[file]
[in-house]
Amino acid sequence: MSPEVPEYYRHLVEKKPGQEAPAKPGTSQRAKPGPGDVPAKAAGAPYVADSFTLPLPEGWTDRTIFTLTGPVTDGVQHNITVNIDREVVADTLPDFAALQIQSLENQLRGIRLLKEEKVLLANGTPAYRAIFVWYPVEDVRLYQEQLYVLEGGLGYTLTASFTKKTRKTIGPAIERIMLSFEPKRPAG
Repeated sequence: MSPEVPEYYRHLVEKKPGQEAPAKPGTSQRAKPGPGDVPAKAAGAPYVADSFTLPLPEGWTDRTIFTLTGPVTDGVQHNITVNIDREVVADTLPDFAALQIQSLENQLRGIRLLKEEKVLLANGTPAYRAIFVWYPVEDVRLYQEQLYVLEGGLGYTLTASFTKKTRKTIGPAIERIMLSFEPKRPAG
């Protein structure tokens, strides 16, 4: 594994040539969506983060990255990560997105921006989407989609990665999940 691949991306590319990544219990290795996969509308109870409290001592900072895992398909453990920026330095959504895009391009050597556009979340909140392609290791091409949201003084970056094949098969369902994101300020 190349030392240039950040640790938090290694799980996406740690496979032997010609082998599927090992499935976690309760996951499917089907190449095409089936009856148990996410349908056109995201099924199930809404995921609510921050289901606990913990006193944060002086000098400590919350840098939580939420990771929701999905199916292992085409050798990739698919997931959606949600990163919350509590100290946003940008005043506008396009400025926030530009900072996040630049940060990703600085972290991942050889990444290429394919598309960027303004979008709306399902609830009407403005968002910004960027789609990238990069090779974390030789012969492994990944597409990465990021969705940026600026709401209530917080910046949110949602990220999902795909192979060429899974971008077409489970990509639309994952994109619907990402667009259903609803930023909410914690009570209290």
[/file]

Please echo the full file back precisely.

[in-house]
Amino acid sequence: MSPEVPEYYRHLVEKKPGQEAPAKPGTSQRAKPGPGDVPAKAAGAPYVADSFTLPLPEGWTDRTIFTLTGPVTDGVQHNITVNIDREVVADTLPDFAALQIQSLENQLRGIRLLKEEKVLLANGTPAYRAIFVWYPVEDVRLYQEQLYVLEGGLGYTLTASFTKKTRKTIGPAIERIMLSFEPKRPAG
Repeated sequence: MSPEVPEYYRHLVEKKPGQEAPAKPGTSQRAKPGPGDVPAKAAGAPYVADSFTLPLPEGWTDRTIFTLTGPVTDGVQHNITVNIDREVVADTLPDFAALQIQSLENQLRGIRLLKEEKVLLANGTPAYRAIFVWYPVEDVRLYQEQLYVLEGGLGYTLTASFTKKTRKTIGPAIERIMLSFEPKRPAG
């Protein structure tokens, strides 16, 4: 594994040539969506983060990255990560997105921006989407989609990665999940 691949991306590319990544219990290795996969509308109870409290001592900072895992398909453990920026330095959504895009391009050597556009979340909140392609290791091409949201003084970056094949098969369902994101300020 190349030392240039950040640790938090290694799980996406740690496979032997010609082998599927090992499935976690309760996951499917089907190449095409089936009856148990996410349908056109995201099924199930809404995921609510921050289901606990913990006193944060002086000098400590919350840098939580939420990771929701999905199916292992085409050798990739698919997931959606949600990163919350509590100290946003940008005043506008396009400025926030530009900072996040630049940060990703600085972290991942050889990444290429394919598309960027303004979008709306399902609830009407403005968002910004960027789609990238990069090779974390030789012969492994990944597409990465990021969705940026600026709401209530917080910046949110949602990220999902795909192979060429899974971008077409489970990509639309994952994109619907990402667009259903609803930023909410914690009570209290």